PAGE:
• The silhouette of a scientist against a visualisation of gravitational waves pictured during a press conference by the Max Planck Institute for GravitationalPhysics (Albert Einstein Institute) at the Leibniz University in Hanover, Germany, 11 February 2016. (AAP)Source: AAP
Sure, we now have direct evidence of gravitational waves - but what are they good for?
By
Lisa Grossman, Jacob Aron, Joshua Sokol

Source:
New Scientist
19 Feb 2016 - 3:36 PM  UPDATED 19 Feb 2016 - 3:44 PM

On 11 February, the Laser Interferometer Gravitational-Wave observatory, or LIGO, announced it had spotted gravitational waves, the stretching and squeezing of space-time created by the movement of massive objects.

The announcement caused a sensation among physicists and astronomers across the world, and they are now gearing up to exploit this new window on the universe.

In detail
Gravitational waves detected by scientists in a historical first
For the first time ever physicists have detected evidence of gravitational waves, the final prediction of Einstein’s general relativity.

This particular signal, picked up by LIGO’s two observatories on 14 September 2015, was made by two black holes, each about 30 times the mass of the sun, colliding with each other. This immediately resolved one open question for astronomers: before the signal came in, the very existence of such black hole binaries was contested. Further observations could tell us more about exotic objects like neutron stars and supernovas.

But that’s just the beginning. Gravitational waves will allow us to explore fundamental physics and possibly even peer back to the universe’s earliest moments. Here are four mysteries of cosmology that may finally be solved in the era of gravitational wave astronomy.

1. Dark energy

Put several detections together and we should gain insights into the history and composition of the universe as a whole, says Avi Loeb of Harvard University. Combining the signals from a number of black hole mergers, for example, could help understand the nature of dark energy, which is causing the universe’s expansion to accelerate.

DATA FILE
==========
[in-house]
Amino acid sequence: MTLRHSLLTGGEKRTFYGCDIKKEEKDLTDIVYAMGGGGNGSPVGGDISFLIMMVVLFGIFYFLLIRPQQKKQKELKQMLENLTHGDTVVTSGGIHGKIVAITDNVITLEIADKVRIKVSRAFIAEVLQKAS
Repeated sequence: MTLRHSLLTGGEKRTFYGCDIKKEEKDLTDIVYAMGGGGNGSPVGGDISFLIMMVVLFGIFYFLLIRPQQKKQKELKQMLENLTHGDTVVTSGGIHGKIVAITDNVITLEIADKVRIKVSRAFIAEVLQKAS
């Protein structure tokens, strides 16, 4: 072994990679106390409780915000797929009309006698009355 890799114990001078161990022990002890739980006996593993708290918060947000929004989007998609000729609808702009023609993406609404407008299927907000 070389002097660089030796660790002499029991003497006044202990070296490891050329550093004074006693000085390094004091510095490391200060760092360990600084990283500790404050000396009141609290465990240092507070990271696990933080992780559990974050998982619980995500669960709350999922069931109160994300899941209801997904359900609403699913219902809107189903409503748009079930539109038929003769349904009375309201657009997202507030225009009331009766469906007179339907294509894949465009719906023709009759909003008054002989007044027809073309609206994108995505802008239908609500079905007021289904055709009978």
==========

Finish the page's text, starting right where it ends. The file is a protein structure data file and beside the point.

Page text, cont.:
From the “shape” of the signal – how the waves’ frequency and amplitude rise and fall – we can discern the sizes of the black holes involved, and determine how strong the event was at its source. Comparing how powerful it really was to the faint vibrations LIGO detected tells us how far away it occurred. Combined with observations from standard telescopes, this can reveal how space has expanded during the time the waves took to reach us, providing a measure of dark energy’s effect on space.

This measure should be stronger and more reliable than anything we have used so far. Spotting just a few black hole mergers would change everything, Loeb says. “If you have tens of them, it will be a new branch in cosmology.”

2. Equivalence principle

Other researchers are hoping to use gravitational wave signals to put Einstein’s general theory of relativity through even more stringent tests. One way is to investigate the equivalence principle, an assumption that gravity affects all masses in the same way.